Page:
Harper’s Publishes the Heinous Line Drawings
Now that Muslim rage has quieted somewhat over the dreaded cartoons of blasphemy, American media are suddenly finding the courage to publish them. The new edition of Harper’s features the cartoons with commentary by leftist illustrator Art Spiegelman: US satirist takes on Danish cartoons. (Hat tip: Michelle Malkin.)
NEW YORK - Controversial Danish cartoons of the Prophet Muhammad have been reprinted in a U.S. magazine with commentary by leading American cartoonist Art Spiegelman, who offers what he calls a “fatwa bomb meter” to rate their offensiveness.
Harper’s magazine published the article by Spiegelman in its June edition, available on newsstands Tuesday. It joins only a handful of U.S. outlets that have printed the cartoons, which provoked furious protests that killed 50 people.
In his attempt to distribute blame evenly to all sides, Spiegelman offers up a complete distortion of the reasons why Jyllands-Posten published the cartoons:
“The Jyllands-Posten — a newspaper with a history of anti-immigrant bias — seemed somewhat disingenuous when it wrapped itself in the mantle of free speech to invite cartoonists to throw pies at the face of Muhammad,” Spiegelman wrote.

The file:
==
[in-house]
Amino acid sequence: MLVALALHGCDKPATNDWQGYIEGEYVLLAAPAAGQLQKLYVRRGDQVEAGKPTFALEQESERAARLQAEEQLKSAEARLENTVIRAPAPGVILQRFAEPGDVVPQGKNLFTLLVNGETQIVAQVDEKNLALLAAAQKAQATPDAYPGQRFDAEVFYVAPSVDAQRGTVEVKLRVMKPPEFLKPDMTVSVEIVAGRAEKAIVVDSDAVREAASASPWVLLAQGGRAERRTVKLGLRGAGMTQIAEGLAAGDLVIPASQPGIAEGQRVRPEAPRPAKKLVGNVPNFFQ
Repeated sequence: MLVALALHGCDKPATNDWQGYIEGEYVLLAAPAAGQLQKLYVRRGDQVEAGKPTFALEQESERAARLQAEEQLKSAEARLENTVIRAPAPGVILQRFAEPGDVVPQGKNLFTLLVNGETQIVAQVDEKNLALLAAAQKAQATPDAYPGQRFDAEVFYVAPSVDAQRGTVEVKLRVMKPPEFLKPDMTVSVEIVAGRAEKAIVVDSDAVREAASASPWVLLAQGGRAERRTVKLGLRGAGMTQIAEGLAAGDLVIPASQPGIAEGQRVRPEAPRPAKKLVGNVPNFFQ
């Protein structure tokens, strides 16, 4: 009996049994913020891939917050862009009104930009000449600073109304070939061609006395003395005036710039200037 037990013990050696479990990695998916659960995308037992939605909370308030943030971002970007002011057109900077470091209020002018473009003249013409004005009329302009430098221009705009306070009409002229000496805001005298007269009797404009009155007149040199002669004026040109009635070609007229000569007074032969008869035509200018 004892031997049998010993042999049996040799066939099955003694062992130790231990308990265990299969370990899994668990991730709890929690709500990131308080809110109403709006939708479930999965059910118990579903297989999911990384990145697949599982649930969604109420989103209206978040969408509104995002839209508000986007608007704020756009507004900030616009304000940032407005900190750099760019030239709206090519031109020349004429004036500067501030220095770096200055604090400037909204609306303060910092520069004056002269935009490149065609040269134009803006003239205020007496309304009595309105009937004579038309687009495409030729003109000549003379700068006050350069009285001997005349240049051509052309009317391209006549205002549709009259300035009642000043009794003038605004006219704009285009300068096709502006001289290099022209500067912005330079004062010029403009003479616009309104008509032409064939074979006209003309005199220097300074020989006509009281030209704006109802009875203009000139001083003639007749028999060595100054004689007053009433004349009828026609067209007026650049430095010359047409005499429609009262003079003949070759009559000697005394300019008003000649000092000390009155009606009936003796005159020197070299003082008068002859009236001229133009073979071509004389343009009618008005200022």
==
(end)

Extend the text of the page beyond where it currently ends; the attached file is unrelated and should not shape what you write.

And a Reuters report contains another idiotic quote:
Spiegelman noted that the cartoons appear “banal and inoffensive” to secular eyes, revealing a gulf in understanding. “To my secular eyes it seems like the real insult has been things like Abu Ghraib,” he said, referring to abuse of prisoners by U.S. soldiers in Iraq.
To Spiegelman, worldwide riots, violence, dozens of people killed, embassies burned, threats of beheading and terrorism, calls for the abolition of Western free speech … these are all nothing compared to the horrors of Abu Ghraib.
The moonbat mentality in all its glory.
UPDATE at 5/17/06 9:39:15 am:
Borders Bookstores could get away with refusing to carry the small objectivist magazine Free Inquiry out of fear of radical Islam.
But Harper’s has a much higher profile, and impeccable left-wing credentials. What will Borders do now?